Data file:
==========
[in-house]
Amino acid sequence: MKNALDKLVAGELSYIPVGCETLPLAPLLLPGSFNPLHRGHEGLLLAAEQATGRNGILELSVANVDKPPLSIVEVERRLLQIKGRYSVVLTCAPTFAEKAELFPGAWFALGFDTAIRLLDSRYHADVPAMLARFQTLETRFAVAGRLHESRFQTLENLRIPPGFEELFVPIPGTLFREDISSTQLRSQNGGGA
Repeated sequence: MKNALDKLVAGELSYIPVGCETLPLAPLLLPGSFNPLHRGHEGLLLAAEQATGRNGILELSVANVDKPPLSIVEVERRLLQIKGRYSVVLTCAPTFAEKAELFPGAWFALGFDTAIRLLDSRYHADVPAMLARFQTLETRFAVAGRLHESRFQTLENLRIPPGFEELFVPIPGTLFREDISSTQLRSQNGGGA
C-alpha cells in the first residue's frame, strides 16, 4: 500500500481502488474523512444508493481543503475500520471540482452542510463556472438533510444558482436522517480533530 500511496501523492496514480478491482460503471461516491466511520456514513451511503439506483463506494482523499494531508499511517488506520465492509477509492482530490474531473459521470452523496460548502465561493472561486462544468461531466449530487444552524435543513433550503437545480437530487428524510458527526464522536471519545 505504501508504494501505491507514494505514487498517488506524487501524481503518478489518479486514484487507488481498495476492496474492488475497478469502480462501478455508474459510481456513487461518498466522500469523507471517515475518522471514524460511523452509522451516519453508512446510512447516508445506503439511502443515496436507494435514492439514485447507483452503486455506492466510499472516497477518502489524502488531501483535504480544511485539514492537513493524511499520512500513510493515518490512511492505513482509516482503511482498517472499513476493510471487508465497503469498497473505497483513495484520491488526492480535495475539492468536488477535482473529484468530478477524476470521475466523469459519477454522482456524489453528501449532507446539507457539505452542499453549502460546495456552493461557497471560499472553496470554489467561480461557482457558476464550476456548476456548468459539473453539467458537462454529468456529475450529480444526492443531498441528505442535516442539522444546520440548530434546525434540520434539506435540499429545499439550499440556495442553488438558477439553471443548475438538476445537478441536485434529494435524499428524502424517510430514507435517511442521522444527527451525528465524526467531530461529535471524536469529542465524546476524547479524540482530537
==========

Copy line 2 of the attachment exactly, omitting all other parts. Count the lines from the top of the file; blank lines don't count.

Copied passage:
Amino acid sequence: MKNALDKLVAGELSYIPVGCETLPLAPLLLPGSFNPLHRGHEGLLLAAEQATGRNGILELSVANVDKPPLSIVEVERRLLQIKGRYSVVLTCAPTFAEKAELFPGAWFALGFDTAIRLLDSRYHADVPAMLARFQTLETRFAVAGRLHESRFQTLENLRIPPGFEELFVPIPGTLFREDISSTQLRSQNGGGA